7 What did it take to get Pope Pius XII to agree with Nelson Algren, Pablo Picasso, Albert Einstein, Bertolt Brecht and Jean-Paul Sartre? The execution of Julius and Ethel Rosenberg. The pope and his unlikely allies urged mercy for the Rosenbergs, believing they were innocent of giving atomic secrets to the Soviets or that the death penalty was excessive. Records and testimony later proved Julius' guilt; Ethel seemed less central to the plot but appeared to know what her husband was doing.
8 John Dillinger was famously betrayed by Anna Sage, the "lady in red," but his true love was Evelyn "Billie" Frechette. When the French-native American beauty was on trial in St. Paul for helping to harbor the infamous outlaw, she boldly tried to slip out of court during a lunch recess. Amazingly, she simply stood up, mingled with departing jurors and spectators and left the courtroom. If not for a sharp-eyed bailiff near the exit, she would have walked right out of her own trial. When she was returned to the courtroom, the other bailiffs hadn't yet noticed she was missing.
9 Gen. Benedict Arnold was vilified as an American traitor after plotting to surrender West Point, N.Y., during the Revolutionary War. But his wife, Peggy Shippen Arnold, a Philadelphia socialite half his age, was declared innocent by such patriots as George Washington and Alexander Hamilton. More than a century later, British documents came to light showing that Arnold's wife was a key part of the plot. Some even suspect that it was her idea in the first place.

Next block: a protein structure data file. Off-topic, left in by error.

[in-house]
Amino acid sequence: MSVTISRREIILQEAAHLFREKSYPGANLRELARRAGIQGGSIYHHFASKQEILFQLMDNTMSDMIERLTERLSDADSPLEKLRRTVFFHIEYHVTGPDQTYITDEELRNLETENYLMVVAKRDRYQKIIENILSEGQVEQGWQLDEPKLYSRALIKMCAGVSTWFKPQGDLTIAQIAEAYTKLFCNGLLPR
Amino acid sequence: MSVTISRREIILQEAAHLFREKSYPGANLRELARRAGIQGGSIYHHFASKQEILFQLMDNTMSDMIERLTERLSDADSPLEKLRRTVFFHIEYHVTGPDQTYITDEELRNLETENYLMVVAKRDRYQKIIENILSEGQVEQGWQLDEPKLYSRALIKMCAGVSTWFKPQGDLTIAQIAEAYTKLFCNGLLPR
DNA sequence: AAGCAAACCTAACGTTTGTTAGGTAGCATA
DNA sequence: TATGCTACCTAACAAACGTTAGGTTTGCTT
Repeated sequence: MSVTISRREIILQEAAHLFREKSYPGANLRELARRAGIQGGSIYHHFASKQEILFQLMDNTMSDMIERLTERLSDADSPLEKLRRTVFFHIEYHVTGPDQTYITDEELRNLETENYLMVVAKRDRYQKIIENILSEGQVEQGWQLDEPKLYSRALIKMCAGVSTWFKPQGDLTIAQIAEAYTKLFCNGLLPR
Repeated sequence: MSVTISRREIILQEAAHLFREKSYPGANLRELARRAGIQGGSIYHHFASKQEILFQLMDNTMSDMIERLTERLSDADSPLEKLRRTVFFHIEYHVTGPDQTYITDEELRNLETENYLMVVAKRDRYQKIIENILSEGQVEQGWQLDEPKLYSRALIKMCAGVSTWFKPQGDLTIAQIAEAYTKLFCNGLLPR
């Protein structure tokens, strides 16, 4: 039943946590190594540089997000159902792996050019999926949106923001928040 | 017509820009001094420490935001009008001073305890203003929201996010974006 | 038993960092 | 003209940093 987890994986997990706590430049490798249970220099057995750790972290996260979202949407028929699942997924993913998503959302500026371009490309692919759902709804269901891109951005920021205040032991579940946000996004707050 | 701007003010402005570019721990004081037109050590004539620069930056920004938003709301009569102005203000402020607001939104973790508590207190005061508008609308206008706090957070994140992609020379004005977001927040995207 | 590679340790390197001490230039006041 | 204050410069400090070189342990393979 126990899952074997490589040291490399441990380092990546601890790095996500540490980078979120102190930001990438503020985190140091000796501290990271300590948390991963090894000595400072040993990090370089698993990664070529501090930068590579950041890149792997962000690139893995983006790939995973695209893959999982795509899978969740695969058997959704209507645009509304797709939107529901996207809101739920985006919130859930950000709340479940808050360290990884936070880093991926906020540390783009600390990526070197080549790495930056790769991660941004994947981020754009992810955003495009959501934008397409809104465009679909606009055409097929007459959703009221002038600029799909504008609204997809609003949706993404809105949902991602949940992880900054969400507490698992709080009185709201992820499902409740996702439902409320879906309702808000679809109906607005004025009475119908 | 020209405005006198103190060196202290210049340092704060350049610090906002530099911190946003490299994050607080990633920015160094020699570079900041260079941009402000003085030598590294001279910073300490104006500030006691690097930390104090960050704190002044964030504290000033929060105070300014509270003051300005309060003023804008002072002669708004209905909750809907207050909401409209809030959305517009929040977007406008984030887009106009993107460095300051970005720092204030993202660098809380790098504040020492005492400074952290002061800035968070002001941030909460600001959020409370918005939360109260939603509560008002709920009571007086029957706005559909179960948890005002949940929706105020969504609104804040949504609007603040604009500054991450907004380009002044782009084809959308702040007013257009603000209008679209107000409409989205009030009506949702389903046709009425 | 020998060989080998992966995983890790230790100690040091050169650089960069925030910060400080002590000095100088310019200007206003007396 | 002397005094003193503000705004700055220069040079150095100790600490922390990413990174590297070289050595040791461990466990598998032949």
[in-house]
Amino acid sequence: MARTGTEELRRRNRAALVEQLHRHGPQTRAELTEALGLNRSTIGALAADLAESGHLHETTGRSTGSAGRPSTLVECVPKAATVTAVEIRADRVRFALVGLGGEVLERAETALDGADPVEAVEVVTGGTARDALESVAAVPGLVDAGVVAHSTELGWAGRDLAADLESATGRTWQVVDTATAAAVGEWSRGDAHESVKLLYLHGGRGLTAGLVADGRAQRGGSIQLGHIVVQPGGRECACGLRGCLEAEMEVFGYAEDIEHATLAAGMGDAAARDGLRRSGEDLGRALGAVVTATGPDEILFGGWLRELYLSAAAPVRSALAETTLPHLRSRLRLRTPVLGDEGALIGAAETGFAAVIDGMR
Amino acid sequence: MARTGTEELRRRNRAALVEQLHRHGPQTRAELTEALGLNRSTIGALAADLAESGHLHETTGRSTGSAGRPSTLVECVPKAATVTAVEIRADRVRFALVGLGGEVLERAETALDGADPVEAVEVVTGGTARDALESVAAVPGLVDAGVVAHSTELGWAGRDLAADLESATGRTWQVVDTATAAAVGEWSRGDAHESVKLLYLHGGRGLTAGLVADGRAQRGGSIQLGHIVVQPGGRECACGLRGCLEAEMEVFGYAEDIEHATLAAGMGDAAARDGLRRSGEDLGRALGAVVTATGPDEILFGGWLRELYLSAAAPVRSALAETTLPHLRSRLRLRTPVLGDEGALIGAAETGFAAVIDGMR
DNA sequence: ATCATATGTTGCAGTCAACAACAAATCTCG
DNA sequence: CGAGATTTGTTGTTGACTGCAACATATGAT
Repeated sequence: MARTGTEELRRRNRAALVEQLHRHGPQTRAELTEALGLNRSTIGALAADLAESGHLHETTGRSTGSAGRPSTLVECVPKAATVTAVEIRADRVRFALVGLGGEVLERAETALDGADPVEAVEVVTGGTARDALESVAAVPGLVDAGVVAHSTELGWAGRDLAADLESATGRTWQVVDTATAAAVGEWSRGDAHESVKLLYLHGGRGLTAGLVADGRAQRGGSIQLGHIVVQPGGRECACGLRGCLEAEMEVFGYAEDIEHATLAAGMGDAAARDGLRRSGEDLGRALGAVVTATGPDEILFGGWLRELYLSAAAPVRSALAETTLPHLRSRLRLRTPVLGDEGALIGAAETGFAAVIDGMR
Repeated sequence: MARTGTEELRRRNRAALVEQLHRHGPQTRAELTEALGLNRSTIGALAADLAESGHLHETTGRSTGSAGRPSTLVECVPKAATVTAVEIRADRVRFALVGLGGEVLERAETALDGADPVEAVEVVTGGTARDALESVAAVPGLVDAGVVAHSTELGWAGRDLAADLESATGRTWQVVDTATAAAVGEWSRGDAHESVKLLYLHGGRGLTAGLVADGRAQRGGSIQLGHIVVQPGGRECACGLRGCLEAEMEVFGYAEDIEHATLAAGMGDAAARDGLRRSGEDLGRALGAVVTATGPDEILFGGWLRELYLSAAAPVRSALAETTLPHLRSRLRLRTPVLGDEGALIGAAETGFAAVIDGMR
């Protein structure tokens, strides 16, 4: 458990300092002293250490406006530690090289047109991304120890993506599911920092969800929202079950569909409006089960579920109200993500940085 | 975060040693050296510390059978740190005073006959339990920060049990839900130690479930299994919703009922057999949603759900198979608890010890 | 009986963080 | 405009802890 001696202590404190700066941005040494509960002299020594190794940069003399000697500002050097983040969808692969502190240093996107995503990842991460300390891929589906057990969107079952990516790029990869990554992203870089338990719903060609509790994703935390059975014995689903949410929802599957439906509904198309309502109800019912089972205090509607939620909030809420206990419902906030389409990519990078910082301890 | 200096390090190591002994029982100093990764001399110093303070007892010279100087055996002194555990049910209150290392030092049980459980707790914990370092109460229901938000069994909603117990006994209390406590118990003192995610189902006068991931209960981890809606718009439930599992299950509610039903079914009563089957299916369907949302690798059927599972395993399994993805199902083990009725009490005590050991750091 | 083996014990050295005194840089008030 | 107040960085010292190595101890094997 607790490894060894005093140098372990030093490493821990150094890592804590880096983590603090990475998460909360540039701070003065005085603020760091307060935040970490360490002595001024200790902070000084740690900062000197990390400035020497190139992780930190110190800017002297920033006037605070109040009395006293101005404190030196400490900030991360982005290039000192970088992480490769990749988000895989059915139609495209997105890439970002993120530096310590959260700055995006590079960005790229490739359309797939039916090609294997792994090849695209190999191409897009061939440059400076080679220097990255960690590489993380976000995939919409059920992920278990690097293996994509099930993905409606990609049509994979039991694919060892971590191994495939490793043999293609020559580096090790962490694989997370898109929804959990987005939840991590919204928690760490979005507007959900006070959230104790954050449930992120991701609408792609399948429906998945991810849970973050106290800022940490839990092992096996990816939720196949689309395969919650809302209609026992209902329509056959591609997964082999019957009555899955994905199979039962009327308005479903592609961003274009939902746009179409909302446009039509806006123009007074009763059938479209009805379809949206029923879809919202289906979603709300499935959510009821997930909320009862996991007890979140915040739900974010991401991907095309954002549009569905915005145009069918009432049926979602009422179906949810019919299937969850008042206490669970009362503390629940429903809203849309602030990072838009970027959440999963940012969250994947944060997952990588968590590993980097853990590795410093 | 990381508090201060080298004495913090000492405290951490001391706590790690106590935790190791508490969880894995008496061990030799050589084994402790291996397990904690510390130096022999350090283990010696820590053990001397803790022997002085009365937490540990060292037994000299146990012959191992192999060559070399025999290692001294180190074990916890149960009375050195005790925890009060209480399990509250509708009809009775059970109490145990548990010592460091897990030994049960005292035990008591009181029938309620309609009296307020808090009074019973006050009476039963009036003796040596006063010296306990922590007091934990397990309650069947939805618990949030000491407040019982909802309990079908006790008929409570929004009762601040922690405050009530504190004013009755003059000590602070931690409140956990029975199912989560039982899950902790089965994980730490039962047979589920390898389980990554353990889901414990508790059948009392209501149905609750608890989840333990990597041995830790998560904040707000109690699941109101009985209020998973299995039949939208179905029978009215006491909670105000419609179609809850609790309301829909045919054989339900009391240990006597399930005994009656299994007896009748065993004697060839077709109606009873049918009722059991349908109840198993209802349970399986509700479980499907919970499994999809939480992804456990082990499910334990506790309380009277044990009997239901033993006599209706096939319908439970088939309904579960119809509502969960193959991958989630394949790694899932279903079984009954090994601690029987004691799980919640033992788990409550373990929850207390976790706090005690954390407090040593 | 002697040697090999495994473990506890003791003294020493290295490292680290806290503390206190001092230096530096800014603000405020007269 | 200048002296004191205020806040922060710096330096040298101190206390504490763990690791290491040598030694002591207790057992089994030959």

10 The reign of Ferdinand and Imelda Marcos, who turned the Philippines' democracy into a dictatorship in the 1960s, '70s and '80s, is remembered for its bizarre extravagance. While many people cite Imelda's 1,000-plus pairs of shoes, it's also worth noting that she ordered construction of a palace built with the shells of 100,000 coconuts.
Mark Jacob is a deputy metro editor at the Tribune; Stephan Benzkofer is the Tribune's weekend editor. Jacob is co-author (with Stephen H. Case) of the 2012 biography "Treacherous Beauty: Peggy Shippen, the Woman Behind Benedict Arnold's Plot to Betray America."
SOURCES: "A to Z of Women in World History" by Erika A. Kuhlman; "Ghosts of Manila" by Mark Kram; "Go Down Together: The True, Untold Story of Bonnie and Clyde" by Jeff Guinn; "Verdict in Peking" by David Bonavia; "Nixon and Mao: The Week That Changed the World" by Margaret MacMillan; "Golden: How Rod Blagojevich Talked Himself Out of the Governor's Office and into Prison" by Jeff Coen and John Chase; "Black Cats & Four-Leaf Clovers" by Harry Oliver; "A Thousand Times More Fair: What Shakespeare's Plays Teach Us About Justice" by Kenji Yoshino; "Paul Robeson: Film Pioneer" by Scott Allen Nollen; cnn.com; imdb.com; nyhistory.org; merriam-webster.com; Tribune archives.Copyright © 2015, The Baltimore Sun